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and which, if any change is made, seems the most plausible one.]
619. From which advantage shall we cut him off-Shakespeare perhaps wrote we shall.
621. Under your pardon.-See 357.
621. We, at the height, etc. - Being at the height, are in consequence ready to decline as the tide begins to recede as soon as it has attained the point of full flood.
621. Omitted. - The full resolution will be which tide being omitted to be taken at the flood.
622. Then, with your will, etc. - In the original edition “We'll along” is made part of the first line. Mr. Collier prints, it does not appear on what, or whether on any, authority, “We will along,” as had been done on conjecture by Rowe, Pope, and others. [So Hudson and White. Dyce has “ We'll.”] The “We'll along” gives us merely the very common slight irregularity of a single superabundant syllable. -“With your will” is equivalent to With your consent; “We'll along” to We will onward. But the passage is probably corrupt
623. The deep of night is crept. — See 373.
623. Which we will niggard. - Niggard is common both as a substantive and as an adjective; but this is probably the only passage in the language in which it is employed as a verb. Its obvious meaning is, as Johnson gives it in his Dictionary, “ to stint, to supply sparingly.” [See on fathered, 213.]
623. There is no more to say. — There is no more for us to say. So, “ I have work to do,” “Ile has a house to let,” etc. In Ireland it is thought more correct to announce a house as to be let; but that would rather mean that it is going to be let. [Com pare Marsh, Lectures, First Series, p. 652.]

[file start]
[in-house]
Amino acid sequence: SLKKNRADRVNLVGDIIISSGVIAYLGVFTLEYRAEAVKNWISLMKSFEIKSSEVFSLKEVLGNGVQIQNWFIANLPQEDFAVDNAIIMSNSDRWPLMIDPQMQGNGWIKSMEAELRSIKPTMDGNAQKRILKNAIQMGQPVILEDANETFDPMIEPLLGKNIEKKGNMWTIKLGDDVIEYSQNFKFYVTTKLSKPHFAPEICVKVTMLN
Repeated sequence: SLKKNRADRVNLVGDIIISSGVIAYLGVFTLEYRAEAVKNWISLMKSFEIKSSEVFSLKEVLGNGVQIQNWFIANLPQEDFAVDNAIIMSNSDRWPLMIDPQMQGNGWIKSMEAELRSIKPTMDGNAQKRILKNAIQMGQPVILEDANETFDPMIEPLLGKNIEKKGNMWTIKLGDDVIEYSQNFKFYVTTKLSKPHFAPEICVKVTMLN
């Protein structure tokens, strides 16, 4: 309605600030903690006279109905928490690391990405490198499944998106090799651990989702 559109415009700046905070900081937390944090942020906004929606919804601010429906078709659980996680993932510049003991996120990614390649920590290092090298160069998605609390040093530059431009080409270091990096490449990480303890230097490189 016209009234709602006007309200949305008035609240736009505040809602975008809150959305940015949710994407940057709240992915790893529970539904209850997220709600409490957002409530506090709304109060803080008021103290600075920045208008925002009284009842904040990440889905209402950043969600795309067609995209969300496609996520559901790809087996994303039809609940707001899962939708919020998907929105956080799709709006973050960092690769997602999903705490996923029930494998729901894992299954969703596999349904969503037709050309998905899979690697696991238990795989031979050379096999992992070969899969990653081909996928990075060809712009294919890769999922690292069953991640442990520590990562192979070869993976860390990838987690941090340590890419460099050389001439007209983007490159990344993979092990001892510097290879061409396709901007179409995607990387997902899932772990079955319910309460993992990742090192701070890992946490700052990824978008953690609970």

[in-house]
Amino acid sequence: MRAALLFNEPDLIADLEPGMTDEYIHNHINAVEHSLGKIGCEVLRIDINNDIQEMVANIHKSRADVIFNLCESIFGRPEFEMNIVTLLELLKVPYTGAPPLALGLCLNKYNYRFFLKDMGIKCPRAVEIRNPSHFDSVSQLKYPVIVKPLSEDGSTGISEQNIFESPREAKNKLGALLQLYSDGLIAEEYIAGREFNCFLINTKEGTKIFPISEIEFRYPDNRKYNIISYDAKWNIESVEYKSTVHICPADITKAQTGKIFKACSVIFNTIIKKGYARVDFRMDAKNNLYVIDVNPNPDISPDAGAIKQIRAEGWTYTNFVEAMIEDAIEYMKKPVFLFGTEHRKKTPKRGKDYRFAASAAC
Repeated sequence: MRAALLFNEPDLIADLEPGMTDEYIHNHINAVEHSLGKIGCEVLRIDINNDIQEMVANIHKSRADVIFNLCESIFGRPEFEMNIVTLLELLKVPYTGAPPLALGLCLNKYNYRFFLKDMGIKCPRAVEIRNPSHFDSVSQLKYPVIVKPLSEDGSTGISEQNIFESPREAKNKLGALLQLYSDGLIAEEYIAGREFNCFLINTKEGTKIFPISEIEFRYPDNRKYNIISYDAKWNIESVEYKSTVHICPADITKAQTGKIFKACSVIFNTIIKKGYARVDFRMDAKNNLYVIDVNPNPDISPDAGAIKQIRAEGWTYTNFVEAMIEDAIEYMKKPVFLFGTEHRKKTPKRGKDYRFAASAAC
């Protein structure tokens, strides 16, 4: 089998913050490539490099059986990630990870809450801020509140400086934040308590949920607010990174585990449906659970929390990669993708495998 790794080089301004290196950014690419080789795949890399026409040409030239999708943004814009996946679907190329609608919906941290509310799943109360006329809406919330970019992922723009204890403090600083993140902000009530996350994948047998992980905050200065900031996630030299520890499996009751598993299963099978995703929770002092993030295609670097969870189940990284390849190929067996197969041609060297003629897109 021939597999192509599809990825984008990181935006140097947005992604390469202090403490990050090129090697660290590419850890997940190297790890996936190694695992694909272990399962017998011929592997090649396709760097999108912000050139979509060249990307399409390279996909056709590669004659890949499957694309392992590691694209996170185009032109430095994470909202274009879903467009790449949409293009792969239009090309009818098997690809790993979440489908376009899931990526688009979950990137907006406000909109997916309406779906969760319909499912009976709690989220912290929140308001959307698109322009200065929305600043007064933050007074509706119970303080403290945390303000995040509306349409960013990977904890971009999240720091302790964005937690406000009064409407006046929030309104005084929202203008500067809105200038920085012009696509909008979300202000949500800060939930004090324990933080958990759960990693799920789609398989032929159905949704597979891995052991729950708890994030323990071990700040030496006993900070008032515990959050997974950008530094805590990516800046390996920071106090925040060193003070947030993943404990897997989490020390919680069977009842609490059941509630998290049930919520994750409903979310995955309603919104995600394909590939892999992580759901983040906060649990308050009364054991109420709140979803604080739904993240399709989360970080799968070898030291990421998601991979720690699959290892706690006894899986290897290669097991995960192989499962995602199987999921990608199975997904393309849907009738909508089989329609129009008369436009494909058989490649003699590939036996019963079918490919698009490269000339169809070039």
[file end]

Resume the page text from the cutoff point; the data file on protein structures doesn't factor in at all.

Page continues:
624. Early to-morrow will we rise, and hence. It might almost be said that the adverb hence is here turned into a verb; it is construed exactly as riss is : “ Will we rise," - “ will we hence.” So, both with hence and home, in the opening line of the Play:
Hence! home, you idle creatures. 625. Lucius, my gown, etc.
The best way of treating the commencement of this speech of Brutus is to regard the words addressed to Lucius as one hemistich and “Farewell, good Messala” as another.
in fact, two speeches. It is the same case that we have in 505. - In the old editions the stage directions are, after 624,"Enter Lucius," and then, again, after 626, “Enter Lucius with the gown.” After 631 there is merely "Exeunt."
633. Poor knave, I blame thee not; thou art o'erwatched. — For knave see 646. – O'erwatched, or overwatched, is used in this sense, of worn out with watching, by other old writers as well as by Shakespeare, however irreconcilable such an application of it may be with the meaning of the verb to watch. We have it again in Lear, ii. 2:
All weary and o'erwatched,
This shameful lodging. 633. Some other of my men. — By some other we should now mean some of a different sort. For some more we say some others. But, although other thus used as a substantive, with the plural of the ordinary form, is older than the time of Shakespeare, I do not recollect that he anywhere has others. Nor does it occur, I believe, even in Clarendon. On the other hand, it is frequent in Milton. [See 78.]
634. Varro and Claudius! - In the old copies it
is “Varrus and Claudio,” both in the speech and in the stage direction that follows.
636. I pray you, Şirs. - Common as the word Sir still is, we have nearly lost the form Sirs. It survives, however, in the Scottish dialect, with the pronunciation of Sirce, as the usual address to a number of persons, much as Masters was formerly in English (see 401, 407], only that it is applied to women as well as to men. [Compare Acts vii. 26, xiv. 15, xvi. 30, etc. Mrs. Clarke does not give Sirs, but it occurs in Titus Andronicus, iii. 1.; I Henry IV., ii. 2 and 4, etc.]
638. Servants lie down. This stage direction is modern.